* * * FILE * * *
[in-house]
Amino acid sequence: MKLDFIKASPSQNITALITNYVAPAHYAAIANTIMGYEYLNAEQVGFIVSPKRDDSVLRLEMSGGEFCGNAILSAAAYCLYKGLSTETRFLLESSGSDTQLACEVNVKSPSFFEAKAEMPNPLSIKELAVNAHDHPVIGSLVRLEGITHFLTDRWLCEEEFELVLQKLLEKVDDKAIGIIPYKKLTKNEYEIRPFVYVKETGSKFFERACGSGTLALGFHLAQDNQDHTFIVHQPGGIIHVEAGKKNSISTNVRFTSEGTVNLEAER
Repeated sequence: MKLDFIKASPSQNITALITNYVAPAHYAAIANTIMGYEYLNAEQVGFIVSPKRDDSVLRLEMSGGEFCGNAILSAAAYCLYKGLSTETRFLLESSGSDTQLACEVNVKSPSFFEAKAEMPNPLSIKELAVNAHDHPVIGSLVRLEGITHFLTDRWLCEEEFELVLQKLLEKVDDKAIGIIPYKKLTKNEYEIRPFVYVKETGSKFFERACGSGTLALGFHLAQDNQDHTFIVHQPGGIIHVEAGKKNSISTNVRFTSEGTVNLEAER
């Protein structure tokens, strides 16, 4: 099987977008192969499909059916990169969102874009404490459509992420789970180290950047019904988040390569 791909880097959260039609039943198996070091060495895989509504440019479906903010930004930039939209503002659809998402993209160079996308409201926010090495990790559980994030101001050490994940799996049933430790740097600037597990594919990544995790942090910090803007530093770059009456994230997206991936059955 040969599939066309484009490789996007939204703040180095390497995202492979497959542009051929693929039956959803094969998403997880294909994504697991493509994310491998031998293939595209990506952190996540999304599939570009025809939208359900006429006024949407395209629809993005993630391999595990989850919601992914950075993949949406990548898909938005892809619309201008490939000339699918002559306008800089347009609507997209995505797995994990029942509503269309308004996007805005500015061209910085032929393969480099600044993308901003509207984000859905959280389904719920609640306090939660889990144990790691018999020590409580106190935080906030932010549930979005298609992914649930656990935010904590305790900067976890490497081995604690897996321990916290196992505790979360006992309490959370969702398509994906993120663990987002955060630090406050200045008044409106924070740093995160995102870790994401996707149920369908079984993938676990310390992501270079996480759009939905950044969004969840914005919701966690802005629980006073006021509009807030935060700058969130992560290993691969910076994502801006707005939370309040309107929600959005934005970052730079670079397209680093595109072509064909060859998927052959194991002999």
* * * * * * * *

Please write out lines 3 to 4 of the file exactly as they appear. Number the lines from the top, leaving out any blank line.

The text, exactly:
Repeated sequence: MKLDFIKASPSQNITALITNYVAPAHYAAIANTIMGYEYLNAEQVGFIVSPKRDDSVLRLEMSGGEFCGNAILSAAAYCLYKGLSTETRFLLESSGSDTQLACEVNVKSPSFFEAKAEMPNPLSIKELAVNAHDHPVIGSLVRLEGITHFLTDRWLCEEEFELVLQKLLEKVDDKAIGIIPYKKLTKNEYEIRPFVYVKETGSKFFERACGSGTLALGFHLAQDNQDHTFIVHQPGGIIHVEAGKKNSISTNVRFTSEGTVNLEAER
């Protein structure tokens, strides 16, 4: 099987977008192969499909059916990169969102874009404490459509992420789970180290950047019904988040390569 791909880097959260039609039943198996070091060495895989509504440019479906903010930004930039939209503002659809998402993209160079996308409201926010090495990790559980994030101001050490994940799996049933430790740097600037597990594919990544995790942090910090803007530093770059009456994230997206991936059955 040969599939066309484009490789996007939204703040180095390497995202492979497959542009051929693929039956959803094969998403997880294909994504697991493509994310491998031998293939595209990506952190996540999304599939570009025809939208359900006429006024949407395209629809993005993630391999595990989850919601992914950075993949949406990548898909938005892809619309201008490939000339699918002559306008800089347009609507997209995505797995994990029942509503269309308004996007805005500015061209910085032929393969480099600044993308901003509207984000859905959280389904719920609640306090939660889990144990790691018999020590409580106190935080906030932010549930979005298609992914649930656990935010904590305790900067976890490497081995604690897996321990916290196992505790979360006992309490959370969702398509994906993120663990987002955060630090406050200045008044409106924070740093995160995102870790994401996707149920369908079984993938676990310390992501270079996480759009939905950044969004969840914005919701966690802005629980006073006021509009807030935060700058969130992560290993691969910076994502801006707005939370309040309107929600959005934005970052730079670079397209680093595109072509064909060859998927052959194991002999």